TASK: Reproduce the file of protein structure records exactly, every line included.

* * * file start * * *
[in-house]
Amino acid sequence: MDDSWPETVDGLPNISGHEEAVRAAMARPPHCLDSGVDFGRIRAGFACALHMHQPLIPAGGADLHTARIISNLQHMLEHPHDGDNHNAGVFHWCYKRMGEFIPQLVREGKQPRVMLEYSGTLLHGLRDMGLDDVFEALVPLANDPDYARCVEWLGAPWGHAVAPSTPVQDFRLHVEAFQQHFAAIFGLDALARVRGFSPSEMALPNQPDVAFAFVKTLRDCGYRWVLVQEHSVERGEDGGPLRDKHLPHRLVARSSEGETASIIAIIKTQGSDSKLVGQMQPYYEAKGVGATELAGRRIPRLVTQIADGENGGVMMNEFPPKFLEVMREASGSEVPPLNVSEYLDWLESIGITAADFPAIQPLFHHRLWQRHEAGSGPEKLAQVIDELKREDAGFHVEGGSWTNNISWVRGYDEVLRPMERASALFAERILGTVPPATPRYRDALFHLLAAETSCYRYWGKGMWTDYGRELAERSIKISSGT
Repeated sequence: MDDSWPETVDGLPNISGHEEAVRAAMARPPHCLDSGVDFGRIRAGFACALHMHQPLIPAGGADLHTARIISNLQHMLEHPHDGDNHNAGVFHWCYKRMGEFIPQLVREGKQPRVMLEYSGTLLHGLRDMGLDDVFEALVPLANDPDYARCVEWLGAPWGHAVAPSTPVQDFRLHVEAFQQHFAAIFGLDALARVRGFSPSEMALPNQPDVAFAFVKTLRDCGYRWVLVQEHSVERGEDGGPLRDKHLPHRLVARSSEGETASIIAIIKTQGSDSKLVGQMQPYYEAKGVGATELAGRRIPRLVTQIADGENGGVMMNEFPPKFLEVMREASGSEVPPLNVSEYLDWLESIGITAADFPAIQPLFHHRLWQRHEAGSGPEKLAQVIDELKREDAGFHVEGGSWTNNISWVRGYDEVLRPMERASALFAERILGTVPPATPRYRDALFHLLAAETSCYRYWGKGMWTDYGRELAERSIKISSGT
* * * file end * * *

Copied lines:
[in-house]
Amino acid sequence: MDDSWPETVDGLPNISGHEEAVRAAMARPPHCLDSGVDFGRIRAGFACALHMHQPLIPAGGADLHTARIISNLQHMLEHPHDGDNHNAGVFHWCYKRMGEFIPQLVREGKQPRVMLEYSGTLLHGLRDMGLDDVFEALVPLANDPDYARCVEWLGAPWGHAVAPSTPVQDFRLHVEAFQQHFAAIFGLDALARVRGFSPSEMALPNQPDVAFAFVKTLRDCGYRWVLVQEHSVERGEDGGPLRDKHLPHRLVARSSEGETASIIAIIKTQGSDSKLVGQMQPYYEAKGVGATELAGRRIPRLVTQIADGENGGVMMNEFPPKFLEVMREASGSEVPPLNVSEYLDWLESIGITAADFPAIQPLFHHRLWQRHEAGSGPEKLAQVIDELKREDAGFHVEGGSWTNNISWVRGYDEVLRPMERASALFAERILGTVPPATPRYRDALFHLLAAETSCYRYWGKGMWTDYGRELAERSIKISSGT
Repeated sequence: MDDSWPETVDGLPNISGHEEAVRAAMARPPHCLDSGVDFGRIRAGFACALHMHQPLIPAGGADLHTARIISNLQHMLEHPHDGDNHNAGVFHWCYKRMGEFIPQLVREGKQPRVMLEYSGTLLHGLRDMGLDDVFEALVPLANDPDYARCVEWLGAPWGHAVAPSTPVQDFRLHVEAFQQHFAAIFGLDALARVRGFSPSEMALPNQPDVAFAFVKTLRDCGYRWVLVQEHSVERGEDGGPLRDKHLPHRLVARSSEGETASIIAIIKTQGSDSKLVGQMQPYYEAKGVGATELAGRRIPRLVTQIADGENGGVMMNEFPPKFLEVMREASGSEVPPLNVSEYLDWLESIGITAADFPAIQPLFHHRLWQRHEAGSGPEKLAQVIDELKREDAGFHVEGGSWTNNISWVRGYDEVLRPMERASALFAERILGTVPPATPRYRDALFHLLAAETSCYRYWGKGMWTDYGRELAERSIKISSGT